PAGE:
08 December 2010

Another take on the Carmel fire

2 Tevet 5771

It's a week since the Carmel fire broke out on the first day of Hanukah. We are right to look for the message in such events because our tradition tells us that nothing happens in the world except to bring a message to Am Yisrael. How much more so when it occurs in conjunction with a holiday and in the Land of Israel.

The most obvious connection, as many bloggers pointed out days ago, is to the classic Tanach tale of the showdown between Eliyahu HaNavi and the prophets of Ba'al. (Melachim 1, Perek 18) Then, as now, the land was suffering from a drought because of our many sins. Just last week, at the behest of the chief rabbis, we fasted and sought Hashem's face to relieve the drought and send us rain. Just when the drought was uppermost in our minds, comes the fire.

Regardless of the agent employed, the fire breaking out on Har Carmel was the hand of G-d. The faithful recognize that and understand that teshuva is required, but for what specific sin? Many opinions were offered in the immediate aftermath. But, to know definitively, I think we have to stay true to the story of Eliyahu HaNavi---the prophet who will usher in the messianic age.

"And Eliyahu drew near to all the people and said, 'Until when are you hopping between two ideas? If the Lord is God, go after Him, and if the Baal, go after him.' And the people did not answer him a word."

It was not until the people saw the phenomenal miracle displayed before their very eyes that they were finally moved to say: "Hashem, hu ha'elokim! Hashem, He is G-d!" Shortly thereafter, the rains came and the drought was ended.

In addition to drought, the Carmel and fire, there is the aspect of Hanukah since the fire broke out on the very first night of the holiday. This was not a coincidence. It was by Divine design. With what cry by the High Priest Mattityahu was the war against the Greeks launched---the war which was to preserve Judaism's unique character? "Mi l'Hashem alai! Whoever is for Hashem, come with me!"

In both cases, the people have mixed foreign elements into its worship of the Almighty and are then urged to purge out those foreign elements and remain faithful to Hashem alone. Mattityahu's cry is reminiscent of another. In the wake of the Golden Calf affair (Shemot, Perek 32), we see Moshe Rabeinu saying these same words, "Mi l'Hashem alai! Whoever is for Hashem, come with me!" Again, the call is for separation from foreign elements which have been erroneously introduced into the Torah-pure worship of G-d Almighty.

The list of sins, especially those of individuals, which we could lay at the root of this tragedy is sadly long, but I believe the evidence points to a national sin for which we all share some guilt and that is the unholy mixing of Torah and Western values. Although certainly not restricted to the political arena, this can be seen very clearly in the idea of Israel being "both a Jewish and a democratic state."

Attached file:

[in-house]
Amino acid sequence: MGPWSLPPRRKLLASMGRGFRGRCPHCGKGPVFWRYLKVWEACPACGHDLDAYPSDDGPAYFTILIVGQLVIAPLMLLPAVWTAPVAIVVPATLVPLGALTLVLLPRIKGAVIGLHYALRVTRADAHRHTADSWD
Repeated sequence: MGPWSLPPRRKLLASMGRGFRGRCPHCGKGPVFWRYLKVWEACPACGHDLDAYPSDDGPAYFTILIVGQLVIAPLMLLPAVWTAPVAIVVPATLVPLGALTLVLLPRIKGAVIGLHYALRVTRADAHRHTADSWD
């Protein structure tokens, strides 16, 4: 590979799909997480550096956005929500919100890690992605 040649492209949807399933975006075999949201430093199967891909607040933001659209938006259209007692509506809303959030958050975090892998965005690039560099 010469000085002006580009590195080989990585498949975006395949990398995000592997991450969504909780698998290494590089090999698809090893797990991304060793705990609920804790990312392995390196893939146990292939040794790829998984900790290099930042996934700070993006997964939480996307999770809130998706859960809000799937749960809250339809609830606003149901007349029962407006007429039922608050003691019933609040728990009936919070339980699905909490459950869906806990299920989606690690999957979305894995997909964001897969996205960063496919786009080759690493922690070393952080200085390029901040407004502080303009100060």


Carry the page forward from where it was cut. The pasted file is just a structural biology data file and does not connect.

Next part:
We have a prime example in today's headlines. Fifty rabbis have come out publicly with a psak halacha that Jews may not sell or rent homes to non-Jews in the Land of Israel.

"Racism originated in the Torah," said Rabbi Yosef Scheinen, who heads the Ashdod Yeshiva. "The land of Israel is designated for the people of Israel. This is what the Holy One Blessed Be He intended and that is what the [sage] Rashi interpreted."

He added that he did not see the move as racist so much as segregationist. "The world is so big and the State of Israel is small, that God intended it for the people of Israel and the whole world covets it. That is the injustice."

Here are some expected reactions:

1) Knesset Member Ahmad Tibi said during the discussion, "I am certain that the number of rabbis will rise. Since the Arabs are a Semitic people – this is anti-Semitism. These rabbis are skinheads acting against the Arabs."

2) President Shimon Peres slammed the rabbis who recently issued a ban on selling or renting apartments to Arabs. "The rabbis' ruling creates an ethical and fundamental crisis in Israel related to Israel's essence as a Jewish and democratic country," the president said.

And after this one, can anyone still question why Haifa was threatened?

3) Haifa Mayor Yonah Yahav termed the ruling the "real desecration of God's name. It is bringing hatred against those with whom we have chosen to live our lives."
The ongoing drought, the Carmel fire and the holiday of Hanukah come to remind us that we have a choice to make. Either the ba'alim or Hashem and His Torah; either the Golden Calf or Hashem and His Torah; either Hellenism or Judaism; either democracy or a Jewish state. Unholy mixtures are forbidden to us.

To do teshuva on a personal level, begin to purge your mind, your heart and your soul of foreign influences, ideas and practices (i.e., "foreign" to the Torah). The autistics call this Olam HaSheker. On a national level, I call on all my brothers and sisters living in Eretz Yisrael to do everything in their power to support the rabbis who take a public stand for Hashem and His Torah, His people and the Land of Israel.

In their ruling, the rabbis called on the religious community to voice support for Safed Chief Rabbi Shmuel Eliyahu, who could face trial for incitement against Arabs for initiating the move against renting to gentiles."

How entirely appropriate it is that it was Rabbi Eliyahu who initiated this action.
In the prefatory prayer said before Hanukah candlelighting, we say...
"...Purify our hearts to Your service, distance us from evil traits and foreign thoughts, may our eyes see Your return to Zion with mercy...."